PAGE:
(NEW YORK) — Of the estimated 30 million people in the United States with eating disorders, about 10 million of them are men, according to the National Eating Disorders Association. Despite this, many residential treatment facilities don’t accept men, and the male diagnosis isn’t always on doctors’ radars.
The first symptom of anorexia listed on the American Psychiatric Association’s website is “menstrual periods cease,” illustrating the medical community’s predisposition to treat anorexia as a disease that affects only women.
According to Cynthia Bulik, who directs the University of North Carolina Center of Excellence for Eating Disorders, men with eating disorders face extra hurdles because doctors don’t think to diagnose them properly to begin with. They’re also ashamed because there’s a misconception that eating disorders are women’s diseases, and that they are more prevalent among gay men.
“Eating disorders really don’t care what your sexual orientation is,” Bulik said.
Bulik said she once had a male patient whose mother brought him to a pediatrician because she thought he had an eating disorder, but the pediatrician told her that was impossible because “boys don’t get eating disorders.” So the doctor gave the boy a battery of tests to find a rare disease he didn’t have.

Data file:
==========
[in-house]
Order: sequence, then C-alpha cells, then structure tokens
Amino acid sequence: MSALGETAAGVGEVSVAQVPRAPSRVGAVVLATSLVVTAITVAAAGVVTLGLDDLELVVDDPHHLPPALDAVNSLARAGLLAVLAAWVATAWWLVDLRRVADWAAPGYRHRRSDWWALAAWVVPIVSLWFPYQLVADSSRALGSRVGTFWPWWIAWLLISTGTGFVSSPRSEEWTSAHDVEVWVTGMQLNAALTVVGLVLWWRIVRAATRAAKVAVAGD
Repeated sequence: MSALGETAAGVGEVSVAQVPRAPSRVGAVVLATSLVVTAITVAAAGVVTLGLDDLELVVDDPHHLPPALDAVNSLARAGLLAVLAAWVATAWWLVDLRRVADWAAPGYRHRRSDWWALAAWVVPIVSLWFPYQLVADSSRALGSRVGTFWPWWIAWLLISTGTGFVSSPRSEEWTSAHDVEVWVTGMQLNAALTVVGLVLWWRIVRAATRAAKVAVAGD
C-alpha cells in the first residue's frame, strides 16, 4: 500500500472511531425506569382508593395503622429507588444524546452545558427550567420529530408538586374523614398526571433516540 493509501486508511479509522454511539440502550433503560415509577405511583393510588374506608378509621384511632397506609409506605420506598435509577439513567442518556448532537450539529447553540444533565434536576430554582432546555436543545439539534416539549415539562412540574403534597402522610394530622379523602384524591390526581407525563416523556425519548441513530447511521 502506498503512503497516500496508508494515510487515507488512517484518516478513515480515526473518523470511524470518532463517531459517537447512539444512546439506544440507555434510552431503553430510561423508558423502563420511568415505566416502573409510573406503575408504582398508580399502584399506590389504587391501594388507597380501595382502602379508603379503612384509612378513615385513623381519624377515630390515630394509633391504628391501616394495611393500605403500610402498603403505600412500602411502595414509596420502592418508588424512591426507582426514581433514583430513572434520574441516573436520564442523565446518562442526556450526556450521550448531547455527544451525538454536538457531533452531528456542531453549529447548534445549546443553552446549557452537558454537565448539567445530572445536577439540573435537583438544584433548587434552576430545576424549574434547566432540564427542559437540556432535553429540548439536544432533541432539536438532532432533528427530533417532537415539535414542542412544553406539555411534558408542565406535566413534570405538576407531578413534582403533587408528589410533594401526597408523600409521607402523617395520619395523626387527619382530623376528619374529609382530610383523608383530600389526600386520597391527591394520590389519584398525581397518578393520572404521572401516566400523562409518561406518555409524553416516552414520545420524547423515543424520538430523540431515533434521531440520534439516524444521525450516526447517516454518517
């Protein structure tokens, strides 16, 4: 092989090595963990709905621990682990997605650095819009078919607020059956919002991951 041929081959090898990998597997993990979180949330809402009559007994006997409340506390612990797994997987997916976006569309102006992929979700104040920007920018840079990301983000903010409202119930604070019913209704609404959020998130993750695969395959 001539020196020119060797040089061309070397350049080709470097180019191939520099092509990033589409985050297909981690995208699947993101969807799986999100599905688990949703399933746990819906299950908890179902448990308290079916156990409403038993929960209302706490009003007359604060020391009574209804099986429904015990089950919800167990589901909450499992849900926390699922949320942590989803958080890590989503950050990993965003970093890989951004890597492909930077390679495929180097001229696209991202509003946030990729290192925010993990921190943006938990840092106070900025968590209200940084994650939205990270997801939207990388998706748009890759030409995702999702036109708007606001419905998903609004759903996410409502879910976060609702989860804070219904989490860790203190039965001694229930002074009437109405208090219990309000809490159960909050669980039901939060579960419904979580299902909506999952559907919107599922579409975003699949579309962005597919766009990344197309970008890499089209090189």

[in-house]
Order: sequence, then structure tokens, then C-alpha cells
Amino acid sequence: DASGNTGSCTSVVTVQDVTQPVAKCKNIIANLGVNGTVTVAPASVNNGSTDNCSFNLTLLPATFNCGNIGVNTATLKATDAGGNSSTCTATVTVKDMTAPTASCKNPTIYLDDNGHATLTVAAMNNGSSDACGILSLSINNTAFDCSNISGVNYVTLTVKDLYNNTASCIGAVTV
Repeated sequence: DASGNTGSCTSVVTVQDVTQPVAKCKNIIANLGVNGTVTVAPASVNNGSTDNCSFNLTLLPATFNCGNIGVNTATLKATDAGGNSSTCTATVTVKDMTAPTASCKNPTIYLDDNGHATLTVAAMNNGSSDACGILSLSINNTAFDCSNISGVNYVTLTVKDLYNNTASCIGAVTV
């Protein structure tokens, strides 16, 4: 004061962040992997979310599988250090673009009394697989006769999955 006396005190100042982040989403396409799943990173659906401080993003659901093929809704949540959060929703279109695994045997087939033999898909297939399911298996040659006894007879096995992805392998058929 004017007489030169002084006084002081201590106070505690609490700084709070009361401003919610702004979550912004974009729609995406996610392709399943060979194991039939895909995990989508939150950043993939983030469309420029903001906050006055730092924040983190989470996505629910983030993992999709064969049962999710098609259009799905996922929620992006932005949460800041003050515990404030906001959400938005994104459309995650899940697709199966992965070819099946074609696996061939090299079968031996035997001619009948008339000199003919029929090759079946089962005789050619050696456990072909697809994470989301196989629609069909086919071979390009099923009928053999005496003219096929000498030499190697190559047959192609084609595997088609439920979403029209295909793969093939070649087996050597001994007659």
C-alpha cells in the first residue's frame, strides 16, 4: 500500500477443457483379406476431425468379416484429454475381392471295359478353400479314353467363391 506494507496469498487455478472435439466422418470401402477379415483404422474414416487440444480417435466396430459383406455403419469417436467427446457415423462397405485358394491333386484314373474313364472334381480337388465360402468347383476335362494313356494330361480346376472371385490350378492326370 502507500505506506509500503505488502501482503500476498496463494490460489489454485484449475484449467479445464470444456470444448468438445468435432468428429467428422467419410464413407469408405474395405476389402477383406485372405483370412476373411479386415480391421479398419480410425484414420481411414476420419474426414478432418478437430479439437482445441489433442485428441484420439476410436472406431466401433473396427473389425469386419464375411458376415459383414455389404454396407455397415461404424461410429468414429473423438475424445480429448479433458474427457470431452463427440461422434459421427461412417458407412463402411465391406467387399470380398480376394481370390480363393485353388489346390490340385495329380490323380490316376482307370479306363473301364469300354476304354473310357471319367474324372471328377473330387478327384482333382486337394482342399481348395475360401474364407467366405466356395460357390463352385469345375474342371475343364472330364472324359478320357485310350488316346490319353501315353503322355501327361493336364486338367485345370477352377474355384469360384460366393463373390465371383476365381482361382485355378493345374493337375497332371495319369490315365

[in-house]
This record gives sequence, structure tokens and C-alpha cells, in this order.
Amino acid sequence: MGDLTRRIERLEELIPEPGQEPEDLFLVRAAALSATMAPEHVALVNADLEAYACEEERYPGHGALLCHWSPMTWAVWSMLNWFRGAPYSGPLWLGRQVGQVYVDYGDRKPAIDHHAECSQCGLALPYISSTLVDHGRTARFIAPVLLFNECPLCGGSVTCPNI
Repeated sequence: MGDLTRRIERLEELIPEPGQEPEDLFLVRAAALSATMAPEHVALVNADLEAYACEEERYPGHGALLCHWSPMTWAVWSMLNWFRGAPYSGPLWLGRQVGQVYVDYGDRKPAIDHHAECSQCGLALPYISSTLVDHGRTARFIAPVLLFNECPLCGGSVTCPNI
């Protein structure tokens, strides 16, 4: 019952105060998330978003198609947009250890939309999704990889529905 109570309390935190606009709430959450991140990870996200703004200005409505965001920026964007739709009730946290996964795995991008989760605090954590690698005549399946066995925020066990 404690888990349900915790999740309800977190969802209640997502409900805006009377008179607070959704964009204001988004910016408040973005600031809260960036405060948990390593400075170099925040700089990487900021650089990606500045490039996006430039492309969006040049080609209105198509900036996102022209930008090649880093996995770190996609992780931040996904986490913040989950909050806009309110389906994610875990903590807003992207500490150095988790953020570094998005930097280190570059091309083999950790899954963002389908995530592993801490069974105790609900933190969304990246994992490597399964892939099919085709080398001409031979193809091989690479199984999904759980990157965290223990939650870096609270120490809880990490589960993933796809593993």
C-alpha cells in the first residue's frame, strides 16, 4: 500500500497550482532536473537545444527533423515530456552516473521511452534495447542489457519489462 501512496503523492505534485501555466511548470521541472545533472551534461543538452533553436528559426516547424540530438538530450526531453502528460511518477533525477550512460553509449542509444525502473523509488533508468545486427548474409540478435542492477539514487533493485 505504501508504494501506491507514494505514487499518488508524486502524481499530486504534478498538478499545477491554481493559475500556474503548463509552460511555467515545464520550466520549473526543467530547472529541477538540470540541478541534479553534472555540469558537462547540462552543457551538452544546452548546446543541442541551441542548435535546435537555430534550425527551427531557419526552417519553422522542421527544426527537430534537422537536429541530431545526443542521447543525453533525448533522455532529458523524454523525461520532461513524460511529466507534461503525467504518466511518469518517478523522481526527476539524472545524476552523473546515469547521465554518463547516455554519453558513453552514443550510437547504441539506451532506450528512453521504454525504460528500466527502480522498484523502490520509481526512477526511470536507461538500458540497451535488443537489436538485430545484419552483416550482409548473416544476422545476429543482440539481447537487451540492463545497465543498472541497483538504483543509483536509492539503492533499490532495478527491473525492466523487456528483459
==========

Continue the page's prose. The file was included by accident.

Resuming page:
Texas therapist Jacquelyn Ekern said many of her male patients fell into anorexia or bulimia after sports — such as wrestling — pushed them to be a certain weight in a hurry. The men who develop eating disorders after crash dieting also have underlying psychological factors that predispose them toward eating disorders, such as depression, anxiety or having a parent with an eating disorder.
To make matters worse, men are less likely to seek help once they realize they have a problem, said Dr. Vicki Berkus, who directs Eating Disorder Programs for CRC Health Group.
“I think for males it’s that males don’t talk about feeling dizzy,” Berkus said. “That old ‘pull yourself up by the bootstraps, real men don’t have issues,’ which is totally false.” It also tends to be easier for men to hide the physical symptoms of their anorexia, due to baggier clothes and difference in body type.
Even if they are correctly diagnosed and choose to seek treatment, men with eating disorders face additional challenges. Many treatment facilities only accept women. If Victor Avon, a recovered anorexic and spokesman for the National Eating Disorders Association, hadn’t found the Center for Eating Disorders Care at University Medical Center of Princeton, an hour from his home in New Jersey, he would have had to travel to Colorado, Utah or Nevada to find a place that accepted him.
Bulik said the latest Diagnostic and Statistical Manual published by the American Psychiatric Association this spring is expected to exclude the missing menstrual cycle from its anorexia description. That’s a step toward destroying the misconception that only women can get it.
“This is not something that is rare,” she said. “I think we need to get past the misperception that this is something that’s rare, because it does a huge disservice to boys and men.”
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